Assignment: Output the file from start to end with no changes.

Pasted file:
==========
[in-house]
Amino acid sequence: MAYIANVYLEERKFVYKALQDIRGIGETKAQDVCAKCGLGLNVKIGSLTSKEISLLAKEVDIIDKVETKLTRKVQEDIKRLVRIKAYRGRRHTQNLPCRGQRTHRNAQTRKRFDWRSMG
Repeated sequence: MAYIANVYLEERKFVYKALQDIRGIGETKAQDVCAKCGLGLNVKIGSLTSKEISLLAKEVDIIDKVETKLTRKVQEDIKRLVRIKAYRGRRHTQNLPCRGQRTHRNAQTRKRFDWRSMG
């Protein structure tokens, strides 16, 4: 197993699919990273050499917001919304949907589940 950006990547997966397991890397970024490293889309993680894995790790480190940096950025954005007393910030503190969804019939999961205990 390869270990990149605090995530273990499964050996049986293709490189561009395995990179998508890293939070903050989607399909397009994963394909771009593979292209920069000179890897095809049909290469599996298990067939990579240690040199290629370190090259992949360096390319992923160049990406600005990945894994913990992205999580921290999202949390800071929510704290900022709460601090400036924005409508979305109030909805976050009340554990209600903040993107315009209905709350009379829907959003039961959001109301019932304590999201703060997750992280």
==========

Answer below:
[in-house]
Amino acid sequence: MAYIANVYLEERKFVYKALQDIRGIGETKAQDVCAKCGLGLNVKIGSLTSKEISLLAKEVDIIDKVETKLTRKVQEDIKRLVRIKAYRGRRHTQNLPCRGQRTHRNAQTRKRFDWRSMG
Repeated sequence: MAYIANVYLEERKFVYKALQDIRGIGETKAQDVCAKCGLGLNVKIGSLTSKEISLLAKEVDIIDKVETKLTRKVQEDIKRLVRIKAYRGRRHTQNLPCRGQRTHRNAQTRKRFDWRSMG
């Protein structure tokens, strides 16, 4: 197993699919990273050499917001919304949907589940 950006990547997966397991890397970024490293889309993680894995790790480190940096950025954005007393910030503190969804019939999961205990 390869270990990149605090995530273990499964050996049986293709490189561009395995990179998508890293939070903050989607399909397009994963394909771009593979292209920069000179890897095809049909290469599996298990067939990579240690040199290629370190090259992949360096390319992923160049990406600005990945894994913990992205999580921290999202949390800071929510704290900022709460601090400036924005409508979305109030909805976050009340554990209600903040993107315009209905709350009379829907959003039961959001109301019932304590999201703060997750992280």